Since the US presidential Elections are also due in 2020, there are some states like the State of California which has already dedicated $134.3 million to aid, research and Development efforts that as being assumed includes open-source systems. We saw during the last elections, some states even questioned the functioning of EVM and came up with a defence of corrupt EVM to evade their liability of loss. With a distributed ledger system, since it’s almost impossible to tamper it without getting noticed, these bogus claims can also be shunned once and for all.
As mentioned in a source report,
“Blockchain technology is already being used in Estonia for shareholder voting, and Nasdaq recently ruled the Estonia experiment safe enough to allow firms to start using blockchain for proxy voting. While there are no magic bullets, blockchain shows real promise for improving the way we vote.”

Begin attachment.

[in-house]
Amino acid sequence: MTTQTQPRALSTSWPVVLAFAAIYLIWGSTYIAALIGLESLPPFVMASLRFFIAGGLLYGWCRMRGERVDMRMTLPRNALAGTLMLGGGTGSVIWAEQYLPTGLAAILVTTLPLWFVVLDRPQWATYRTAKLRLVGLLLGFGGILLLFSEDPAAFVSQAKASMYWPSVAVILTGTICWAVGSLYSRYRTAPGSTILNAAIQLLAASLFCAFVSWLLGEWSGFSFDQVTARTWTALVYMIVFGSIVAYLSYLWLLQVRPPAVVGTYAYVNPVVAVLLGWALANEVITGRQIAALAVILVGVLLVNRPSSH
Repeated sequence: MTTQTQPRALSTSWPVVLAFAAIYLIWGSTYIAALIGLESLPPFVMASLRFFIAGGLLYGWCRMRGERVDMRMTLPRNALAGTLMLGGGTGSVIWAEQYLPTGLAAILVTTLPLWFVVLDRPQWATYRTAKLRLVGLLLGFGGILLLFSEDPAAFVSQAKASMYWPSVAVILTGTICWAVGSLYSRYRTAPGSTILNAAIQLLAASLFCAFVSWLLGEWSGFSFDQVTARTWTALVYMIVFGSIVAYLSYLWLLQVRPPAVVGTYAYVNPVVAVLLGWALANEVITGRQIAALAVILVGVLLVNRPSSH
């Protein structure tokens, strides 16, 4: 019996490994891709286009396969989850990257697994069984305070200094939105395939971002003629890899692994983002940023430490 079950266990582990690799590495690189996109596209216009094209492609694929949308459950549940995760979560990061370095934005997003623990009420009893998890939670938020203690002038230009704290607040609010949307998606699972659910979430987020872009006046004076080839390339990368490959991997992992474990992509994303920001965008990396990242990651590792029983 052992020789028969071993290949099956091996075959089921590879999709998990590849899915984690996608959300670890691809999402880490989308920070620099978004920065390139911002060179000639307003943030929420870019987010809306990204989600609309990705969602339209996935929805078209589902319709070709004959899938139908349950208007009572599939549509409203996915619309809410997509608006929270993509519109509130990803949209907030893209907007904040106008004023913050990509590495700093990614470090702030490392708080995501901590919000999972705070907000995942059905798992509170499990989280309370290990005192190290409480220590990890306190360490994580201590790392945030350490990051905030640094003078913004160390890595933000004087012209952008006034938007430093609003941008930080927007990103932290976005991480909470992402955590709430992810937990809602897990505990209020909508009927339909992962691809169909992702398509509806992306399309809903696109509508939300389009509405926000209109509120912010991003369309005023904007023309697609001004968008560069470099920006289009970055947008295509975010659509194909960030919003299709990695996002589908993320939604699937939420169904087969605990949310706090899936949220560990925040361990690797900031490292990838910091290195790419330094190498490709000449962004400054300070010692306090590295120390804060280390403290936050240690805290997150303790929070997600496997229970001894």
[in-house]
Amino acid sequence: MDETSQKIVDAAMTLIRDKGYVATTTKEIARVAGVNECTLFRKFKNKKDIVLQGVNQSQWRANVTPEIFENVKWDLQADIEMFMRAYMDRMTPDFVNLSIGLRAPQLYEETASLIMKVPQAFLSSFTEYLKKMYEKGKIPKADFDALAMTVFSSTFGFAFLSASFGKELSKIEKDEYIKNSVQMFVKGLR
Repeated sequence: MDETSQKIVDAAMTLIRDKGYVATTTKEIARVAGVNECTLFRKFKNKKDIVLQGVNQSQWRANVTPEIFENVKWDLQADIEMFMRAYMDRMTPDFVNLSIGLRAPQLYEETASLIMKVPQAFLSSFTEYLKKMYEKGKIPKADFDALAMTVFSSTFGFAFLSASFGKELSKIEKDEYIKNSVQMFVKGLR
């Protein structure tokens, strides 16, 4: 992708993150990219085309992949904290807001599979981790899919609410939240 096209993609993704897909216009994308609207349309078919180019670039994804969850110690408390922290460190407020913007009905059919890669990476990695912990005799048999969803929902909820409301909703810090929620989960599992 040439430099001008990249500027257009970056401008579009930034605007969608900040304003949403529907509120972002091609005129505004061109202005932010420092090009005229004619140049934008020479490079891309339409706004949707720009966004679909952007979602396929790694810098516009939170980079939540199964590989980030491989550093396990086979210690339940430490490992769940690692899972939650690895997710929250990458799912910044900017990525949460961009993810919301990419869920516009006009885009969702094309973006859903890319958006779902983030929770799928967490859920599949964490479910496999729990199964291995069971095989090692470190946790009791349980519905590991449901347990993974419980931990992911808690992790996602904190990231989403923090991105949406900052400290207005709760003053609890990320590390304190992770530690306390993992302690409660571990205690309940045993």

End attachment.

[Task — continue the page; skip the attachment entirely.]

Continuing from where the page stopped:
With all being said, yes we cannot neglect the fact that India is a huge country and conducting Elections on Blockchain shall involve a complete reconstruction of the entire system and at the same time possibility of expenditure on training of manpower shall also arise. This makes it impossible to conduct 2019 elections on Blockchain but in future, there’s a high possibility that the Government shall come up One Nation One Election leveraging Blockchain System in order to eliminate huge risks, errors and financial burden on the Central & State Treasury.